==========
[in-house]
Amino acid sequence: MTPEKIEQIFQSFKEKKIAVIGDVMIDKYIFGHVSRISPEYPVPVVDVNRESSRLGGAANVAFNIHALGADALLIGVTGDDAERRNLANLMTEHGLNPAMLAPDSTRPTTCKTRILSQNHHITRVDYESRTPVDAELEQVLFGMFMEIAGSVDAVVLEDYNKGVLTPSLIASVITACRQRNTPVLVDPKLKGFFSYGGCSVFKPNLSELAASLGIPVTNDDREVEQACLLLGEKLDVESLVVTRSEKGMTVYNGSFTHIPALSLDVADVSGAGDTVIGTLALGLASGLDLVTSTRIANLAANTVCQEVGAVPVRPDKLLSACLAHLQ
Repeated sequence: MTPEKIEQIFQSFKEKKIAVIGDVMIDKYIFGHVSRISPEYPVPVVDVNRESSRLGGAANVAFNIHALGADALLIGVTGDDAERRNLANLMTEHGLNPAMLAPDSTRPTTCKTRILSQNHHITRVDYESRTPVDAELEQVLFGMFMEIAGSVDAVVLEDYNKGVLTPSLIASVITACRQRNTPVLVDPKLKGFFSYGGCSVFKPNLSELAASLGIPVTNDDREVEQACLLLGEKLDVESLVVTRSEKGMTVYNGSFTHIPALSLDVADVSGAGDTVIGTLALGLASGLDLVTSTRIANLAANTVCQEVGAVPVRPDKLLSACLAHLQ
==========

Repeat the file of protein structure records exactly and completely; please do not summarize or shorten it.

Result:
[in-house]
Amino acid sequence: MTPEKIEQIFQSFKEKKIAVIGDVMIDKYIFGHVSRISPEYPVPVVDVNRESSRLGGAANVAFNIHALGADALLIGVTGDDAERRNLANLMTEHGLNPAMLAPDSTRPTTCKTRILSQNHHITRVDYESRTPVDAELEQVLFGMFMEIAGSVDAVVLEDYNKGVLTPSLIASVITACRQRNTPVLVDPKLKGFFSYGGCSVFKPNLSELAASLGIPVTNDDREVEQACLLLGEKLDVESLVVTRSEKGMTVYNGSFTHIPALSLDVADVSGAGDTVIGTLALGLASGLDLVTSTRIANLAANTVCQEVGAVPVRPDKLLSACLAHLQ
Repeated sequence: MTPEKIEQIFQSFKEKKIAVIGDVMIDKYIFGHVSRISPEYPVPVVDVNRESSRLGGAANVAFNIHALGADALLIGVTGDDAERRNLANLMTEHGLNPAMLAPDSTRPTTCKTRILSQNHHITRVDYESRTPVDAELEQVLFGMFMEIAGSVDAVVLEDYNKGVLTPSLIASVITACRQRNTPVLVDPKLKGFFSYGGCSVFKPNLSELAASLGIPVTNDDREVEQACLLLGEKLDVESLVVTRSEKGMTVYNGSFTHIPALSLDVADVSGAGDTVIGTLALGLASGLDLVTSTRIANLAANTVCQEVGAVPVRPDKLLSACLAHLQ